by Emma Fitzhugh | Staff Writer
After four days a week, for several weeks, of after school shooting practice, sophomore Vanessa Cates knows what’s at stake in this moment. She sets herself up in the appropriate position, takes aim, and releases the trigger.
“Rifle team is made up of two teams. Sporter, which is junior varsity. And Precision, which is varsity. We use different rifles but they are both categorized as air rifles; one is more precise than the other,” Cates said.
The JROTC Rifle team is an optional opportunity for students, regardless of whether or not they are involved in JROTC, to be able to shoot different types of rifle guns at multiple targets in order to earn points in competitions that actually contribute toward our school.
This being her second year in rifle team, Cates is familiar with the feelings that come with competing.
“In competitions we shoot against other people from other schools, or districts, and try to get the highest scores in the positions of standing, kneeling, and prone- which is laying down. At the end of each competition, all three or six of the pages with our targets are graded, depending on if we are shooting a 3 by 10 or a 3 by 20, with the highest score on each paper being 100. Then that determines our placing, like 1st place, 15th place, 32nd place,” Cates said.
And these types of competitions aren’t just in San Antonio, but in several different cities, sometimes even outside of Texas, which gives Cates a sense of mutual enjoyment.
“It is nice to travel and see different places, meet different people, and shoot with people who have as much of a passion as you do. Rifle team helps to relieve stress by shooting and it gives you a feeling of belonging somewhere,” Cates said.
Sophomore and one of several rifle team leaders Daniel Young explains how this team allows him to escape reality for a little while, and be involved in an activity he enjoys.
“I enjoy being able to hang out with my friends in rifle team, and just forget what happened that day, and just focus on the team,” Young said.
Young also explains what rifle team is all about, and how these shooting competitions contribute towards our school’s points.
“Rifle team is basically where a bunch of people get together and they shoot competitively and non-competitively to make the team get better, and improve the school’s ratings. The team’s points go towards the Superintendent’s trophy, and it gives them a sense of competitive-ship but teaches them good sportsmanship too,” Young said.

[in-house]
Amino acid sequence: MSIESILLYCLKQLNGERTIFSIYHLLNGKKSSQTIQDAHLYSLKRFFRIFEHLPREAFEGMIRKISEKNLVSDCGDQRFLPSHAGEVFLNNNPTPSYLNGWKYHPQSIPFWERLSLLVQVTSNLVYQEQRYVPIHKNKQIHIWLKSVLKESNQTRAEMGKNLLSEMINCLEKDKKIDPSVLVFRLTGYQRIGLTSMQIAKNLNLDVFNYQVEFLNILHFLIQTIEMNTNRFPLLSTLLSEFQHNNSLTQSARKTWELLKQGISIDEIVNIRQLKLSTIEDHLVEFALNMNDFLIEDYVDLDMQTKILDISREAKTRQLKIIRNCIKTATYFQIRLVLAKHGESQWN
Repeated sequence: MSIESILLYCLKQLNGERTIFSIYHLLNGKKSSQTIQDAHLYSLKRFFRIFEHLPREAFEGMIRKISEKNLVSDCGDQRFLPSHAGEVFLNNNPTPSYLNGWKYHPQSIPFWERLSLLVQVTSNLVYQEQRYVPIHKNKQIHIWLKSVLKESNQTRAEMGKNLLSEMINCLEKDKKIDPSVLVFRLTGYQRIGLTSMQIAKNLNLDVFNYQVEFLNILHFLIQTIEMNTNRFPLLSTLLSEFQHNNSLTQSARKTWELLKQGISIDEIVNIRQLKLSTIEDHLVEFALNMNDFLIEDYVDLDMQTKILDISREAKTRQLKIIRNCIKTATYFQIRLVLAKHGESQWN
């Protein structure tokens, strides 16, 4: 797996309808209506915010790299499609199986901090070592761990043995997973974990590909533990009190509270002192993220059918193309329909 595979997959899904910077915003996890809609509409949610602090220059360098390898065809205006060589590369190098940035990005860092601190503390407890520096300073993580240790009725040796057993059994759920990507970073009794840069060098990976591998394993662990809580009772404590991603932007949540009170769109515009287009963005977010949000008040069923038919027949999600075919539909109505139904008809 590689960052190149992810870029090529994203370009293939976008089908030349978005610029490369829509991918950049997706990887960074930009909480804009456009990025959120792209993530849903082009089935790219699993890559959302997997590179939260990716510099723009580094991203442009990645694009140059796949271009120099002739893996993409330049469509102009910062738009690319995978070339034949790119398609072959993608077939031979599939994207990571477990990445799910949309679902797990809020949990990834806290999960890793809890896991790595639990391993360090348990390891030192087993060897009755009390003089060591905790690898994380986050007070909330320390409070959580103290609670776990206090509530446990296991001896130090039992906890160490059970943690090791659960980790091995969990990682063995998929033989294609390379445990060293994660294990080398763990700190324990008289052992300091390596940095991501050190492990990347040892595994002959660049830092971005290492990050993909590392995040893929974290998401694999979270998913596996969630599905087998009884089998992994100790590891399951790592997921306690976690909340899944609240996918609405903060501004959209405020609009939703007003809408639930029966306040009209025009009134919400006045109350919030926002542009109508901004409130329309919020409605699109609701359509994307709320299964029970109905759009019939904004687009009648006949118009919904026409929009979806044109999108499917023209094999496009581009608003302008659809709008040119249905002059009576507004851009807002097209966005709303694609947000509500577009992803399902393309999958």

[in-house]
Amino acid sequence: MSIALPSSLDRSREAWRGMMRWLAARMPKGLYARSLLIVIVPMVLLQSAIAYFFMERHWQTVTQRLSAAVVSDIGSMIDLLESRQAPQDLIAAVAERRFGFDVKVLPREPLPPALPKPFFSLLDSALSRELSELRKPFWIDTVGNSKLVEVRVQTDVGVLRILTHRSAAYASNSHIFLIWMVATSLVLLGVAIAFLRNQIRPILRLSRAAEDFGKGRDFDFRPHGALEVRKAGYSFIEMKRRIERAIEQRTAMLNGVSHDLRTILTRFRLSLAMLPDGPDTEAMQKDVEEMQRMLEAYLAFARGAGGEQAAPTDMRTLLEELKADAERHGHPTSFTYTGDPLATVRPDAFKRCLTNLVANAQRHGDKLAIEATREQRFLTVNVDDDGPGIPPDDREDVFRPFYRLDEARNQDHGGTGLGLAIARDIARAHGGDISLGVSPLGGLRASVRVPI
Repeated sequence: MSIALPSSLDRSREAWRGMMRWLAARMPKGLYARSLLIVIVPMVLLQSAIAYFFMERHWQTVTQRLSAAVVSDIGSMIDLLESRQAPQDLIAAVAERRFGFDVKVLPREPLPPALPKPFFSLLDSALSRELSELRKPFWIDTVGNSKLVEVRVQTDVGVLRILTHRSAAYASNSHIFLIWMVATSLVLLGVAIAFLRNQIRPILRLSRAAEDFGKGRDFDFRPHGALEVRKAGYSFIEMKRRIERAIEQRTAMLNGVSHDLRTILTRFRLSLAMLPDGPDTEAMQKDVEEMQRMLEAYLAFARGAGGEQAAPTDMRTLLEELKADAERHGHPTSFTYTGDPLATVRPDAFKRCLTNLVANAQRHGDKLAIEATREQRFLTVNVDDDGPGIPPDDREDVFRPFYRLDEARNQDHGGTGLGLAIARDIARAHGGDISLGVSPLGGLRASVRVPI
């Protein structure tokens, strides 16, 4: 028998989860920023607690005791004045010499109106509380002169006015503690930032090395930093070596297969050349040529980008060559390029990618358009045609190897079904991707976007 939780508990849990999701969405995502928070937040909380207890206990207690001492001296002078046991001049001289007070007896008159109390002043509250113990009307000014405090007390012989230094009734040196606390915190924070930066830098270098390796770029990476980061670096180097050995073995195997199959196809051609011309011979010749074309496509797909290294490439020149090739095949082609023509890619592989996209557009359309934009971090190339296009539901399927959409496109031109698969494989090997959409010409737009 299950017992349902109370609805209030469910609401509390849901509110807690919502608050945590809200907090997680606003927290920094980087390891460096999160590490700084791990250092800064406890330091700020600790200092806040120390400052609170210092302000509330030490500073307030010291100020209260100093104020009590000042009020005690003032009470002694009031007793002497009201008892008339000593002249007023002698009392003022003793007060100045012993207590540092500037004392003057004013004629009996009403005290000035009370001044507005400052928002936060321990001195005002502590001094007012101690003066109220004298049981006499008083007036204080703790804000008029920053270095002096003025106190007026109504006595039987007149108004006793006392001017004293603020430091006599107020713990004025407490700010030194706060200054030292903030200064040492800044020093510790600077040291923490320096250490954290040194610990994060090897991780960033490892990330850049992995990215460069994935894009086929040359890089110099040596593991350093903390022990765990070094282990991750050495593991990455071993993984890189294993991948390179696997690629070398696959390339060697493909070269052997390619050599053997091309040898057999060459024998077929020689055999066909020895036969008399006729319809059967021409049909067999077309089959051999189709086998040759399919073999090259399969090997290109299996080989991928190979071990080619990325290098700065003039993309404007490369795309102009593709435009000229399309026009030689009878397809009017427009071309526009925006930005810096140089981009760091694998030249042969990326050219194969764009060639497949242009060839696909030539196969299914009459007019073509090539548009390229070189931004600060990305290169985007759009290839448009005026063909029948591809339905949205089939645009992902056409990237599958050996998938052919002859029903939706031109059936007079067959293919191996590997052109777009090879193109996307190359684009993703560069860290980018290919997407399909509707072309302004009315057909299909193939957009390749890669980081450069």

These rifle team shooting competitions are seasonal, and can take place at multiple events around the city. Depending on if the team makes it to the national level, there is also a possibility that the team could travel outside the state, according to Young.
“Usually we do the competitions in the beginning of the year, around September, November, and December. We have one here, coming up on February 21st and 22nd. We usually do them on the weekends, however we do sometimes have them on Friday’s. There’s multiple events; there’s a district place on Broadway that we go to for district matches, there’s postal matches, which is where we shoot out on the range and nail them in, there’s nationals, which is in Einstein, Alabama, Army JROTC, and Tri,” Young said.
There to make sure that everything is in order for not only competitions, but practices, equipment, and more, is rifle team commander and junior Max Pawloski.
“I am the commander of the rifle team. For me, that means whenever we do practices, it’s my job to make sure that everything is in order, and when we go out to competitions I have to make sure that everyone’s managed and they have all of the supplies they need. I help come up with training plans with our Colonel, or our coach, and whenever there’s a meeting, for the information that needs to be given out to teams, I’m usually the first one to receive that information and then I deliver it to the team, in whatever order that goes,” Pawloski said.
Along with help from his ‘XO’ (Executive Officer) and co-commander Nathan Reyes, also a sophomore, Pawloski explains how the team should try to perform the best that they can in order to put up a high score for our school.
“When we go to the meets, there’s a whole bunch of shooting lanes, and we all get in the middle lanes and we all shoot the targets at the same time, under the supervision of the same safety officers. By the end, when everybody’s done shooting, they determine who the winner is by which team has the best total score. Scores are graded out of 300 points total that you can shoot,” Pawloski said.
There to help lead the team alongside Pawloski is Colonel Ron McLaurin, who explains why he thinks this team is almost more a mental sport than a matter of physical capabilities.
“Well part of it is, it’s a very disciplined sport that takes a lot of mental concentration, they’re also doing physical training now as part of it. It’s Monday through Friday normally, about an hour and a half on the range everyday. You’ve gotta learn how to shoot with extreme accuracy in three different positions, there are certain forms that you have to take, and positions- you’ve gotta learn those, but it’s a mental discipline, and there are some physical aspects to it too. Because as you’re standing there for about two hours shooting with a ten pound rifle, it starts to get heavy,” McLaurin said.
McLaurin goes on to say how out of 137 cadets in JROTC, 14 of them chose to be apart of the rifle team. Not wanting to miss this opportunity, Pawloski agrees with the Colonel on the mental aspects of this sport, and explains how he will continue to be a part of this team, as he has been for several years now.
“I enjoy the sport the most- it’s a really nice sport, because it focuses on mental aspects and learning to really control and work on yourself. I’m going to continue to be a part of the rifle team, until I graduate. I still want to be the commander next year,” Pawloski said.